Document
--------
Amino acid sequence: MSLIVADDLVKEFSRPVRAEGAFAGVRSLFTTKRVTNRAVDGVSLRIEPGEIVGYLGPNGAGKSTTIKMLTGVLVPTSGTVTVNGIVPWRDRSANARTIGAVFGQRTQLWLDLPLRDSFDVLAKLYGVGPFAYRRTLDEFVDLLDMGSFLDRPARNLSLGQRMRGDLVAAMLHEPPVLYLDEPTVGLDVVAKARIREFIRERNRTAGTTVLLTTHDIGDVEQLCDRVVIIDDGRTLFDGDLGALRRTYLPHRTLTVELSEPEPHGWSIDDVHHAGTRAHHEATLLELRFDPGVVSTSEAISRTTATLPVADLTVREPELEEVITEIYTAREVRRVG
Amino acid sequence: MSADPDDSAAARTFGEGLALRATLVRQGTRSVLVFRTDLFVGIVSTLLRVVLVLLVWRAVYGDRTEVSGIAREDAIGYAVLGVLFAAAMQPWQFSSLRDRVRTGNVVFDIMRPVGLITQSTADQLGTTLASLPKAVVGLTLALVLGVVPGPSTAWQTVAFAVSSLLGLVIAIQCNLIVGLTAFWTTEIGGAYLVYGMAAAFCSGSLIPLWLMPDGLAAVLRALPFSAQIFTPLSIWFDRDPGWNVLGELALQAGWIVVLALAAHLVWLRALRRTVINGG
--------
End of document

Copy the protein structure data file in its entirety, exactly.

Amino acid sequence: MSLIVADDLVKEFSRPVRAEGAFAGVRSLFTTKRVTNRAVDGVSLRIEPGEIVGYLGPNGAGKSTTIKMLTGVLVPTSGTVTVNGIVPWRDRSANARTIGAVFGQRTQLWLDLPLRDSFDVLAKLYGVGPFAYRRTLDEFVDLLDMGSFLDRPARNLSLGQRMRGDLVAAMLHEPPVLYLDEPTVGLDVVAKARIREFIRERNRTAGTTVLLTTHDIGDVEQLCDRVVIIDDGRTLFDGDLGALRRTYLPHRTLTVELSEPEPHGWSIDDVHHAGTRAHHEATLLELRFDPGVVSTSEAISRTTATLPVADLTVREPELEEVITEIYTAREVRRVG
Amino acid sequence: MSADPDDSAAARTFGEGLALRATLVRQGTRSVLVFRTDLFVGIVSTLLRVVLVLLVWRAVYGDRTEVSGIAREDAIGYAVLGVLFAAAMQPWQFSSLRDRVRTGNVVFDIMRPVGLITQSTADQLGTTLASLPKAVVGLTLALVLGVVPGPSTAWQTVAFAVSSLLGLVIAIQCNLIVGLTAFWTTEIGGAYLVYGMAAAFCSGSLIPLWLMPDGLAAVLRALPFSAQIFTPLSIWFDRDPGWNVLGELALQAGWIVVLALAAHLVWLRALRRTVINGG